This perspective article focuses on the recent advances in the rational design of catalyst for NH3 decomposition at different length scales, from catalyst nanoparticles to reactor design. For an overall optimum performance, all scales should be optimized in a concerted manner. The study of the mechanism of reaction has given guidelines for the catalyst design. As far as reactor design is concerned, a structured reactor is beneficial for this reaction because it minimizes the inhibiting effect of produced H2 besides other inherent advantages. This holistic optimization of catalysts is expected to pave the way for application of NH3 as H2 storage media. © 2014 Taylor and Francis Group, LLC.
Martin A.,University of Alcala |
Hernandez-Ferrer J.,Institute Carboquimica ICB CSIC |
Vazquez L.,CSIC - Institute of Materials Science |
Martinez M.-T.,Institute Carboquimica ICB CSIC |
Escarpa A.,University of Alcala
RSC Advances | Year: 2014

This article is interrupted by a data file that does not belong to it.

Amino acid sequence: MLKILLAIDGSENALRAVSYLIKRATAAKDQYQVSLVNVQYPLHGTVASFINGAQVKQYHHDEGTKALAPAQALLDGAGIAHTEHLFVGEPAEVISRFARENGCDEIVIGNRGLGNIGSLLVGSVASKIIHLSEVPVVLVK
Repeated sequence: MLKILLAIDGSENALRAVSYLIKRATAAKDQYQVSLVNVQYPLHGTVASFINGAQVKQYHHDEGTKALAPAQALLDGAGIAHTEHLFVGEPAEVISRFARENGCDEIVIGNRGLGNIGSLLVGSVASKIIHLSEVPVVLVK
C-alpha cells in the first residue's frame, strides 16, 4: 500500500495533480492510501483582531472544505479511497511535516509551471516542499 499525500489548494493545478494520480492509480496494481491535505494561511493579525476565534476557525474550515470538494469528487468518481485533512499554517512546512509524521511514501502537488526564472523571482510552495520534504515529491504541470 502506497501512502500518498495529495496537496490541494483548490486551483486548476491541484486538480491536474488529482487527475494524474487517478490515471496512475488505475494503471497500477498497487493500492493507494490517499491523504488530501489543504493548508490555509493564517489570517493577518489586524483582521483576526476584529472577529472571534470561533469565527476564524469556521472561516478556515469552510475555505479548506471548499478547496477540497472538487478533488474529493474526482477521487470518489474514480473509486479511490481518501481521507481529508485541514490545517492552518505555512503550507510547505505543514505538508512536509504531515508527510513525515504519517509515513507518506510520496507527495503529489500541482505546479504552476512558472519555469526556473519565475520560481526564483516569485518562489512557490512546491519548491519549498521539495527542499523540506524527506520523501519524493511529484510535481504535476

This work describes a rationalization of the interactions between two fully characterized graphene nanoribbons (GNRs) and a set of significant target molecules. The GNRs were carefully synthesized by unzipping multi-walled carbon nanotubes (MWCNTs) to yield graphene oxide nanoribbons (GNRox) containing 44 wt% oxygen. The GNRox were reduced to yield reduced graphene oxide nanoribbons (GNRred) containing 14 wt%. Each material was characterized by atomic force microscopy, transmission electronic microscopy, Raman spectroscopy, X-ray diffraction, Fourier transform infrared spectroscopy, X-ray photoelectron spectroscopy and voltammetry techniques. Differential pulse voltammetry was used to assess the detection of two strategically selected groups of molecules, including benzenediols, hydroquinone, catechol, and resorcinol, as well as, l-dopa, ascorbic acid, uric acid, and l-tyrosine. The results showed that GNRs provided significantly better electrochemical responses compared to MWCNTs and the non-modified glassy carbon electrode. The chemistry of the few layers of graphene strongly influenced the electrochemical properties of the material. GNRox may be the material of choice for sensing molecules having high oxidation potentials. GNRred, on the other hand, yielded an excellent sensitivity for aromatic molecules in which π-π interactions were dominant or the number of conjugated 1,2-diols present was high. GNRred combines the advantages of the high proportion of sp2-carbon atoms with the presence of a few oxygen moieties remaining in the lattice after the reduction step. The primary interactions responsible for the shift in oxidation potentials were elucidated. This work presents new opportunities for tailoring graphene to a particular sensing application based on the specific chemistry of the molecule. © 2014 The Royal Society of Chemistry.